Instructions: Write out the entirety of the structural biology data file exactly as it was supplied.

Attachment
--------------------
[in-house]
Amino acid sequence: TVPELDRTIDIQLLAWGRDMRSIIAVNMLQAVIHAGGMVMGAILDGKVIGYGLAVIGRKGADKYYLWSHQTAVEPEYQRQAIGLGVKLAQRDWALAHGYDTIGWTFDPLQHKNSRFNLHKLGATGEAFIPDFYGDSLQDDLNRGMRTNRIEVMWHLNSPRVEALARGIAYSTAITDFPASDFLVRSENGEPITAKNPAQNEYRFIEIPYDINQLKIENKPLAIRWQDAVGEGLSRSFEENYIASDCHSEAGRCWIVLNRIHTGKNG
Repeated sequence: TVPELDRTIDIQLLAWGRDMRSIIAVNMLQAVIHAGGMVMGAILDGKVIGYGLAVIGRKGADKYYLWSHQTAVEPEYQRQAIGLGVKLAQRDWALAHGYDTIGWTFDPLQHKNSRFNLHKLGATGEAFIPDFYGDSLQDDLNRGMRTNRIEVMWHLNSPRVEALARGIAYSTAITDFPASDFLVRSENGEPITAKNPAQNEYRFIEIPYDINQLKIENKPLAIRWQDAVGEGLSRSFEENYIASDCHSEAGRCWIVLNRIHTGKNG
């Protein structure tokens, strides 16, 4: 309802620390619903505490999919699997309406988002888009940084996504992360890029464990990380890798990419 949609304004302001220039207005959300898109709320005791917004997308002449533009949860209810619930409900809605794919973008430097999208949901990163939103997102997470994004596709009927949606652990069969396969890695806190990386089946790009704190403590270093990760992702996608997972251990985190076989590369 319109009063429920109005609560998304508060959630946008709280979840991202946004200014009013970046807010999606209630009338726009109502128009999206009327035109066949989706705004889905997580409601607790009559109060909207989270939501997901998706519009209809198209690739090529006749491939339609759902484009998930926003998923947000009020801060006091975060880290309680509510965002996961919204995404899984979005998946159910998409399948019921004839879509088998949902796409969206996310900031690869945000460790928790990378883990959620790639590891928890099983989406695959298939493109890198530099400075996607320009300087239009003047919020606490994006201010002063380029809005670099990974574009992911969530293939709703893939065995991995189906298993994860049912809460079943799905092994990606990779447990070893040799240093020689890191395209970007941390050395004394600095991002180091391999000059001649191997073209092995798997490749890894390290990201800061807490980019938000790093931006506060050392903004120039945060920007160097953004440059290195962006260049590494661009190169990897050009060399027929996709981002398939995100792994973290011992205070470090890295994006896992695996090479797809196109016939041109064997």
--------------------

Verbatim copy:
[in-house]
Amino acid sequence: TVPELDRTIDIQLLAWGRDMRSIIAVNMLQAVIHAGGMVMGAILDGKVIGYGLAVIGRKGADKYYLWSHQTAVEPEYQRQAIGLGVKLAQRDWALAHGYDTIGWTFDPLQHKNSRFNLHKLGATGEAFIPDFYGDSLQDDLNRGMRTNRIEVMWHLNSPRVEALARGIAYSTAITDFPASDFLVRSENGEPITAKNPAQNEYRFIEIPYDINQLKIENKPLAIRWQDAVGEGLSRSFEENYIASDCHSEAGRCWIVLNRIHTGKNG
Repeated sequence: TVPELDRTIDIQLLAWGRDMRSIIAVNMLQAVIHAGGMVMGAILDGKVIGYGLAVIGRKGADKYYLWSHQTAVEPEYQRQAIGLGVKLAQRDWALAHGYDTIGWTFDPLQHKNSRFNLHKLGATGEAFIPDFYGDSLQDDLNRGMRTNRIEVMWHLNSPRVEALARGIAYSTAITDFPASDFLVRSENGEPITAKNPAQNEYRFIEIPYDINQLKIENKPLAIRWQDAVGEGLSRSFEENYIASDCHSEAGRCWIVLNRIHTGKNG
């Protein structure tokens, strides 16, 4: 309802620390619903505490999919699997309406988002888009940084996504992360890029464990990380890798990419 949609304004302001220039207005959300898109709320005791917004997308002449533009949860209810619930409900809605794919973008430097999208949901990163939103997102997470994004596709009927949606652990069969396969890695806190990386089946790009704190403590270093990760992702996608997972251990985190076989590369 319109009063429920109005609560998304508060959630946008709280979840991202946004200014009013970046807010999606209630009338726009109502128009999206009327035109066949989706705004889905997580409601607790009559109060909207989270939501997901998706519009209809198209690739090529006749491939339609759902484009998930926003998923947000009020801060006091975060880290309680509510965002996961919204995404899984979005998946159910998409399948019921004839879509088998949902796409969206996310900031690869945000460790928790990378883990959620790639590891928890099983989406695959298939493109890198530099400075996607320009300087239009003047919020606490994006201010002063380029809005670099990974574009992911969530293939709703893939065995991995189906298993994860049912809460079943799905092994990606990779447990070893040799240093020689890191395209970007941390050395004394600095991002180091391999000059001649191997073209092995798997490749890894390290990201800061807490980019938000790093931006506060050392903004120039945060920007160097953004440059290195962006260049590494661009190169990897050009060399027929996709981002398939995100792994973290011992205070470090890295994006896992695996090479797809196109016939041109064997």